There is, then, plenty in this book to satisfy the inquiring adult. Any who have invented bedtime stories will be fascinated by an improvisational writer such as Hoffmann as he extemporizes, paints himself into a corner, then extricates himself with enviable ingenuity and humor. And by the end of this deep and sophisticated story, some readers may feel as I do: that it may be worthwhile to search out more fairy tales by this now largely forgotten writer of 19th-Century Germany.
Other readers will need no encouragement to purchase a book illustrated by Maurice Sendak, already recognized as one of the leading artists our time. One-third of Sendak’s sales, I’m told, are to childless people in their 20s and 30s — a fact now recognized by publisher who place his books on both children and adult lists.
In this volume, the coordination between picture and text does not achieve that kind of incredible syncopation found in Sendak’s children’s books; a volume created from settings of a ballet has to be a form of a different color. Still Sendak enthusiasts will find here many visual echoes of his other works — among them a monster from “Where the Wild Things Are,” the owl from “Fly by Night,” the baby’s hat from “Outside Over There” — appearing when “Nutcracker” shares themes with them.
“Nutcracker” is a book, to curl up with on an evening when you want to luxuriate; it is a beautifully produced object with the heft of fine quality paper and typography, with an abundance of detailed pictures that invite musing. “Nutcracker” certainly is a Christmas book; even as I write this review (in warm Autumn, before the stores have begun their premature holiday decorating), the night air seems aromatic with the smells of hot chocolate and fir trees.
This essay was originally published in the Los Angeles Times Book Review (November 11, 1984) along with the following contributor note:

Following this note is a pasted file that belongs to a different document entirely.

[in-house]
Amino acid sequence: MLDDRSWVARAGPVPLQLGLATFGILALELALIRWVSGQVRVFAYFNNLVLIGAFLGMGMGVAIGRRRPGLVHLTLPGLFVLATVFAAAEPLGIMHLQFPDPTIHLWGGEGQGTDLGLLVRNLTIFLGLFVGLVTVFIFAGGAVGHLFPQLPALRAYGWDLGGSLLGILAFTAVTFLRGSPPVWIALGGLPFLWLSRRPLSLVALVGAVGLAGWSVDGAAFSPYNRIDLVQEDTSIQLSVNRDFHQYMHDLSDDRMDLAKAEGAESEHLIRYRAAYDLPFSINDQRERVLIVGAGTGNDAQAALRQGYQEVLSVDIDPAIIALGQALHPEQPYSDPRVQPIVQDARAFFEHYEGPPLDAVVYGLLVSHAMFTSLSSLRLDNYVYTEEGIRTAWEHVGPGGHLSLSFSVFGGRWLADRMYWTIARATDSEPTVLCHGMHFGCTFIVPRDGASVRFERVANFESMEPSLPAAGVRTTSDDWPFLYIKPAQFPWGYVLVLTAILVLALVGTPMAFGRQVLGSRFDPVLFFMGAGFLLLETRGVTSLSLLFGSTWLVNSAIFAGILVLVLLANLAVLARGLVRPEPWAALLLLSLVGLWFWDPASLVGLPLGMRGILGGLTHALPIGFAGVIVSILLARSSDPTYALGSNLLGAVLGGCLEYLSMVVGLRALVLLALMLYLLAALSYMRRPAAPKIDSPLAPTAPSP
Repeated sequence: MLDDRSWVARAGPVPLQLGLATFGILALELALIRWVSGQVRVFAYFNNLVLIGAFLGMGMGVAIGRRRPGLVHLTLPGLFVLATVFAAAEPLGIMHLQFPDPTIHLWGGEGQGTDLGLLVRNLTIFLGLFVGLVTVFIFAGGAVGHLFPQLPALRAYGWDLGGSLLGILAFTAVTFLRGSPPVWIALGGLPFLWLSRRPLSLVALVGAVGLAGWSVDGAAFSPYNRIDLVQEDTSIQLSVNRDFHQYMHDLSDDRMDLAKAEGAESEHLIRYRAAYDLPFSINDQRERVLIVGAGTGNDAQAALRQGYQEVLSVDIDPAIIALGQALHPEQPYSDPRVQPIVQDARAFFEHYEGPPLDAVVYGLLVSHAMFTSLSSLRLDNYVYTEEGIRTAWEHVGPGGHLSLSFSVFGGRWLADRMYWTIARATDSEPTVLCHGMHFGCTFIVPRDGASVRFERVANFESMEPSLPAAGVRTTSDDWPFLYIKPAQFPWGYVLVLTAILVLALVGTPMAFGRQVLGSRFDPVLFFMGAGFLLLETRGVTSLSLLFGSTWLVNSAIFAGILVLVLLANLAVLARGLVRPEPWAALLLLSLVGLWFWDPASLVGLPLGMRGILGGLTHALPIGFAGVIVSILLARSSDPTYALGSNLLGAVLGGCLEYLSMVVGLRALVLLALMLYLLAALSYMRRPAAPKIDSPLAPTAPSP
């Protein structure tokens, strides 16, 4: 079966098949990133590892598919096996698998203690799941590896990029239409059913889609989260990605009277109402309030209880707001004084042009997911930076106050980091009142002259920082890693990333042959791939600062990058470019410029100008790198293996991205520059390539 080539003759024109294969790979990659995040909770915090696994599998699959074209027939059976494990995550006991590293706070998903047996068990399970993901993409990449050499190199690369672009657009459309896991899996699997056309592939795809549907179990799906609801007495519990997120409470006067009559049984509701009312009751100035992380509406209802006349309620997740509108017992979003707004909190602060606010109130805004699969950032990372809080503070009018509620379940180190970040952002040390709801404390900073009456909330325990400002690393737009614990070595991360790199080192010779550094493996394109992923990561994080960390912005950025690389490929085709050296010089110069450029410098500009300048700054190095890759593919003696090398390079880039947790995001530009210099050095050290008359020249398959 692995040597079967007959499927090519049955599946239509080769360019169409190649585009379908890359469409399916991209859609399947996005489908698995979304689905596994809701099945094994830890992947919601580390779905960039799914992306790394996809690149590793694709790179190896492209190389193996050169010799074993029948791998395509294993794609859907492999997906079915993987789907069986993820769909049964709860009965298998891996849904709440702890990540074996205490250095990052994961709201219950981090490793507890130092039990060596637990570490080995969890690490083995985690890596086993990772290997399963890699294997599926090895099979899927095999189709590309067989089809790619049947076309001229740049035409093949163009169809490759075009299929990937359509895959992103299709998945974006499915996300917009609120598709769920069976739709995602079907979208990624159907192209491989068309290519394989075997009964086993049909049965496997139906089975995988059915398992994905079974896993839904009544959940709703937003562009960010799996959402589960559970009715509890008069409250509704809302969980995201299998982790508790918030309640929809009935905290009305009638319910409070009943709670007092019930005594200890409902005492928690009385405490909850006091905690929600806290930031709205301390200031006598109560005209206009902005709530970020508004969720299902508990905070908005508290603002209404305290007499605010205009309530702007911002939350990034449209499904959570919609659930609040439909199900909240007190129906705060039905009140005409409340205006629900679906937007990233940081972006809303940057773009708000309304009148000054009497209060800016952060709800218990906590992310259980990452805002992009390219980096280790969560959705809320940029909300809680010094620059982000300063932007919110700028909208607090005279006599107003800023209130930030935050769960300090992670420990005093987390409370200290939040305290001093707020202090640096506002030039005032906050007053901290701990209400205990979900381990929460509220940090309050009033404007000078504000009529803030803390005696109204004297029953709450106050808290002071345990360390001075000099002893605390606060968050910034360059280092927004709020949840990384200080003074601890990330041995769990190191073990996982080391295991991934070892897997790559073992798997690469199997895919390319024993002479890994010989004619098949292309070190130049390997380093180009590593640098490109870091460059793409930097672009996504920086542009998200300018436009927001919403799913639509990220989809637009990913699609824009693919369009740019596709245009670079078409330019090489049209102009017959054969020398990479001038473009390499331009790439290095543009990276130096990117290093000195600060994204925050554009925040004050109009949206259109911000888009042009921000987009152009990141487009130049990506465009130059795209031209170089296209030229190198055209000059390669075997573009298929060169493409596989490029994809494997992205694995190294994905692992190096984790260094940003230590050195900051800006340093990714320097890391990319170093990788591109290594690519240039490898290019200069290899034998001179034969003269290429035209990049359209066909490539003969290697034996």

Let me add that I always miss Maurice Sendak at Christmas time. We were friends. When he died in 2012, I would have said I was among his 200 closest acquaintances but when the remembrances began to pour in, I realized I was more like one of 20,000. Still, to his credit, that’s how he made you feel.
I met him several times while I was a graduate student studying at the University of Connecticut under the Children’s Literature scholar Francelia Butler. Young and unthinking, I didn’t know the riches I was then being offered.
We met several times afterwards, and he helped me with the dissertation I was then writing on Randall Jarrell’s children’s books; he had illustrated three of them. Our condensed conversation about his work on those books appears in my study The Children’s Books of Randall Jarrell (University of Georgia Press, 1988). My interview with him appears in Conversations with Maurice Sendak, edited by Peter C. Kunze (University of Mississippi, 2016).
We met other times in San Diego. One time he was out for a week with his pal, the illustrator James Marshall. Another time, in 1982, the San Diego Museum of Art staged an exhibit of his art and had him speak at public event with Ted Geissel (Dr. Seuss).
At a reception for this last event, Sendak told me he was then working on his “Nutcracker” with the Pacific Northwest Ballet (PNB); and I mentioned in passing that, when I was young I had sung for the Seattle Opera Company, in a production of “Amahl and the Night Visitors” — another Christmas classic. Keen to the uncanny, Sendak was taken aback, “That sends chills up my spine.”
The PNB staged Sendak’s “Nutcracker” for thirty years, before retiring the sets and costumes he created in 2014. Mark Zappone, a family friend and the head of costume design at PNB, shared with me how much Sendak was missed: It had been PNB’s custom to call him every year on opening night. Now that was no longer possible.